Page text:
The Third Generation of Domaine Faury
The Third Generation of Domaine Faury
by Tom Wolf
Buy this collection (4 bottles)
When you first meet Lionel Faury, it’s easy to mistake him for a gentle giant. At six foot five, with a linebacker’s frame, he is soft-spoken, humble, and good-humored. Lionel’s modesty and affability, however, belie the intensity he brings to the job—and sport—he loves. Last year, he won his tenth Joutes Nautiques, the French championship of water jousting (Google it!). Lionel is equally, if not more, successful in his day job as one of the northern Rhône’s great vignerons. What links the two? “Passion,” he replied when he visited Berkeley in January. Lionel represents the third generation of his family to grow grapes and make wine in Chavanay, south of Lyon. After the Second World War, his grandfather planted vines and orchards, to make wine and sell fresh fruit. When Lionel’s father Philippe took over, he replaced the fruit trees with more vines and dedicated the entire family business to wine production, crafting top-notch northern Rhône reds and whites. The Saint Joseph blanc, in particular, attracted Kermit early on: “The aroma is what I’ve always dreamed possible in a white Saint Joseph... It was so perfect in barrel we didn’t want to fiddle with it, so it was bottled by hand, unfiltered,” he wrote in our June 1996 newsletter. Philippe also made stellar Côte-Rôties, Saint Joseph rouges, and Condrieus. Today, Lionel runs the domaine and continues to take it to soaring heights. More than his father or grandfather, he has to contend with the challenges of climate change. “It seems there is no more spring and autumn here, only summer and winter,” he says. Preserving freshness and acidity in the face of warmer vintages is one of his primary goals, and he achieves this masterfully by keeping more leaves on the vines—thereby providing more shade to the grapes—as well as pursuing shorter macerations and more whole-cluster fermentation than the domaine used to. He’s also thinking about how to retain more moisture and less heat in his soils. In these wines, you will taste the passion of a classicist trying to uphold the best traditions of the northern Rhône, and also the creativity of a thoughtful vigneron navigating the hurdles of the present and future. Faury’s 2018 blancs are sublime now. The rouges will evolve beautifully, but they, too, are packed with class and drinkability today.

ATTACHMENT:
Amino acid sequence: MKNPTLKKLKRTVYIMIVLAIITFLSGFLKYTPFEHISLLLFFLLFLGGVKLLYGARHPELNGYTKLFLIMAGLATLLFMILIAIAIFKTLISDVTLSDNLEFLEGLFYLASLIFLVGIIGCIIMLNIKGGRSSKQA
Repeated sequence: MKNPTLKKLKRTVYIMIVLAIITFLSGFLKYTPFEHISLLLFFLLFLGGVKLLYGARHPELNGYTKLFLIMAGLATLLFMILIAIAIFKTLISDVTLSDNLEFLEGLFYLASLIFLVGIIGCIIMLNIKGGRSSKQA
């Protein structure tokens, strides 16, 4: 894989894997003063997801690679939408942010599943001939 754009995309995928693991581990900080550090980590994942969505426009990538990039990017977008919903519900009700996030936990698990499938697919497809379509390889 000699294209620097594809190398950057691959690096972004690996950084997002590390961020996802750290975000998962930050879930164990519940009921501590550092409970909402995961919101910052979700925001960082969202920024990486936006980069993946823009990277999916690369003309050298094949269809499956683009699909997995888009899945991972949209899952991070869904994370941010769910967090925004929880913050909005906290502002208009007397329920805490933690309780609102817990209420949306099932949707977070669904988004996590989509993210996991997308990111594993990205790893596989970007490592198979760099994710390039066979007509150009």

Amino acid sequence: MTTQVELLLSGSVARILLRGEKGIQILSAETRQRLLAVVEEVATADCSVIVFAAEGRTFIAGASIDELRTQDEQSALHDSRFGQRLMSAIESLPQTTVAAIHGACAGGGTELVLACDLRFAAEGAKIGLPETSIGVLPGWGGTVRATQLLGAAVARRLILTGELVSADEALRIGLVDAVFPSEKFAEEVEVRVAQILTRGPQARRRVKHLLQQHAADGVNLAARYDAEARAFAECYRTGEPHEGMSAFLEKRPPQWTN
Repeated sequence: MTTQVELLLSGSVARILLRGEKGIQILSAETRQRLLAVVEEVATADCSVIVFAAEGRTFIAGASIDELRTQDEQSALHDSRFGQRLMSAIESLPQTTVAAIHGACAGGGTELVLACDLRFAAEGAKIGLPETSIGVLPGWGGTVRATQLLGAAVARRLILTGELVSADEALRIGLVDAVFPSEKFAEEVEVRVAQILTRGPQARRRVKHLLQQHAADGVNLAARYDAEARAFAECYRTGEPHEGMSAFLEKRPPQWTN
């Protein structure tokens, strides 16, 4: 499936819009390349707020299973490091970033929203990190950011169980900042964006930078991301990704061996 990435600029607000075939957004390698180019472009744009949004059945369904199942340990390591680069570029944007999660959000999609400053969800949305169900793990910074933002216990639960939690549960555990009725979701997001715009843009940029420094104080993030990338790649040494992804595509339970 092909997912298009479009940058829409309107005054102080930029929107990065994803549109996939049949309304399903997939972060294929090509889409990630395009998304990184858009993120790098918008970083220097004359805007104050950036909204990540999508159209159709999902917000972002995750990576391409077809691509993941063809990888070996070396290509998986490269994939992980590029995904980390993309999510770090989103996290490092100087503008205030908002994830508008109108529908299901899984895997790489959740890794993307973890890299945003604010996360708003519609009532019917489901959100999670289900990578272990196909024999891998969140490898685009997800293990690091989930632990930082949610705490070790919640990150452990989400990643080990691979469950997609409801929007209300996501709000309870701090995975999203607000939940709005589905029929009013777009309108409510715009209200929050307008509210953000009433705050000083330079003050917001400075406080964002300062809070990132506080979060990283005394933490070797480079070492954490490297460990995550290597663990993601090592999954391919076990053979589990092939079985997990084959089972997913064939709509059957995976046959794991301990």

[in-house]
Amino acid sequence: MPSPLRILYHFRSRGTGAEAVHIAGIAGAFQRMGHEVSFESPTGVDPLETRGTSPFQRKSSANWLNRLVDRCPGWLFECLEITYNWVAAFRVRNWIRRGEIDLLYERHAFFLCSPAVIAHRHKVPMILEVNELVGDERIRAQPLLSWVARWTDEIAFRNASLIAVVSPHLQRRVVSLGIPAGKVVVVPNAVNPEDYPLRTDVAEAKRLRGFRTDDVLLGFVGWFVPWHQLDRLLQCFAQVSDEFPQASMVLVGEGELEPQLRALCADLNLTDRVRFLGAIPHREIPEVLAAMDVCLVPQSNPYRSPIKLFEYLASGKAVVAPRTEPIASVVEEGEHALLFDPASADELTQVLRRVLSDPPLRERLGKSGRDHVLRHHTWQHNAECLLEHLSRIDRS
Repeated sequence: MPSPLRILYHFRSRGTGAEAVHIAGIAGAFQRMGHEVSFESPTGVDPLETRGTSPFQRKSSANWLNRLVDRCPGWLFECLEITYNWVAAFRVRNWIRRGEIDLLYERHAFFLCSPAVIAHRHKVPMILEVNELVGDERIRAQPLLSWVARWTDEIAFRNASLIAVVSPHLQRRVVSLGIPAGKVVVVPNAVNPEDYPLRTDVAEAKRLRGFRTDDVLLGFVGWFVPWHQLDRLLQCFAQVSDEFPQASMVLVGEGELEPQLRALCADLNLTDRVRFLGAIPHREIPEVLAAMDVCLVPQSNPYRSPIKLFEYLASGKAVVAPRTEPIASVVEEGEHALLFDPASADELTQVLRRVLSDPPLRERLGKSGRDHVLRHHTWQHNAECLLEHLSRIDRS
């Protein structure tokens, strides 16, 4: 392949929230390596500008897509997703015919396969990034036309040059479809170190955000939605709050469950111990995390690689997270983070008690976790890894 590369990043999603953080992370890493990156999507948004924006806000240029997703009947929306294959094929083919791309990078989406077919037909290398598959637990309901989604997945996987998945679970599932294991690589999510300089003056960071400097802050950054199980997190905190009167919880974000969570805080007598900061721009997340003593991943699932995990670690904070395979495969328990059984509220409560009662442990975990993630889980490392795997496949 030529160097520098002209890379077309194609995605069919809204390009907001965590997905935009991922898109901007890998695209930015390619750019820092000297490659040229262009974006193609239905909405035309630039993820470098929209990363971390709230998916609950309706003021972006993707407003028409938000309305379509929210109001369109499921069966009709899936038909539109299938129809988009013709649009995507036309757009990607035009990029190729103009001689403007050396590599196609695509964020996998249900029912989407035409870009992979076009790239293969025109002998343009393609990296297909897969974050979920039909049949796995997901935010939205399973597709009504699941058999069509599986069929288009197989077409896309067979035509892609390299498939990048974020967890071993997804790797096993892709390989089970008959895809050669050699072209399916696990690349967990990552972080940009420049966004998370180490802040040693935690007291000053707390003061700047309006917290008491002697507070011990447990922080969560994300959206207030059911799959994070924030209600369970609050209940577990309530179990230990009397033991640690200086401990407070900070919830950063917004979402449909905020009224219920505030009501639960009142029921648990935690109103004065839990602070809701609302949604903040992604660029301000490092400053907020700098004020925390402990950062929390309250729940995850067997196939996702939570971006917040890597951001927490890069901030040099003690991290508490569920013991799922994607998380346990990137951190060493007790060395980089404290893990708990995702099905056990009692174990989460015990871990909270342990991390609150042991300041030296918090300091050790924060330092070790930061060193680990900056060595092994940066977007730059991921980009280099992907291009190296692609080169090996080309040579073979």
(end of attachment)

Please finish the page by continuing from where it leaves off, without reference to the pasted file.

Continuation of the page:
Kermit began collaborating with Philippe Faury in the blending of his blancs in the 1990s because he was—unusually at the time—particular about wanting the wines he imported to remain unfiltered. Today, we continue to work with Lionel in selecting the blend of parcels and aging vessels that contribute to this bottling. The 2018 is roughly 85% Marsanne and 15% Roussanne, and mostly aged in tank to preserve as much freshness and fruit as possible. The little bit of wine that was aged in oak will give you a delightful glimmer of opulence. The result is very delicate, round, and elegant, showcasing classic notes of peachy stone fruit.
Condrieu has the best terroir in the world for the Viognier grape. That is not to say, however, that it is easy to make great Viognier here. Without a gifted vigneron, the wine will veer into flabbiness. It takes significant skill and experience to make a Condrieu of finesse. Even though the grape is relatively low in acidity, the sandy soils and Lionel’s touch render this blanc remarkably fresh and mineral.
The general rule of thumb is that Côte-Rôtie ranks higher than Saint Joseph in the northern Rhône hierarchy, but Lionel’s Vieilles Vignes throws a wrench into that line of thinking. Made from vines planted between 1937 and 1976, this cuvée showcases impressive depth and soul.
The fruit in Lionel’s elegant Côte-Rôtie is higher-toned than in the earthier, spicier Saint Joseph, and the finish, with the wine’s velvet tannins, is slightly longer. This is the result of the Côte’s steeper slopes and schist soils, as well as a splash of Viognier, which is co-planted and co-fermented with the Syrah. Still, like with the Saint Joseph Vieilles Vignes, you’ll get those irresistible notes of black olive, succulent black cherries, and spices.
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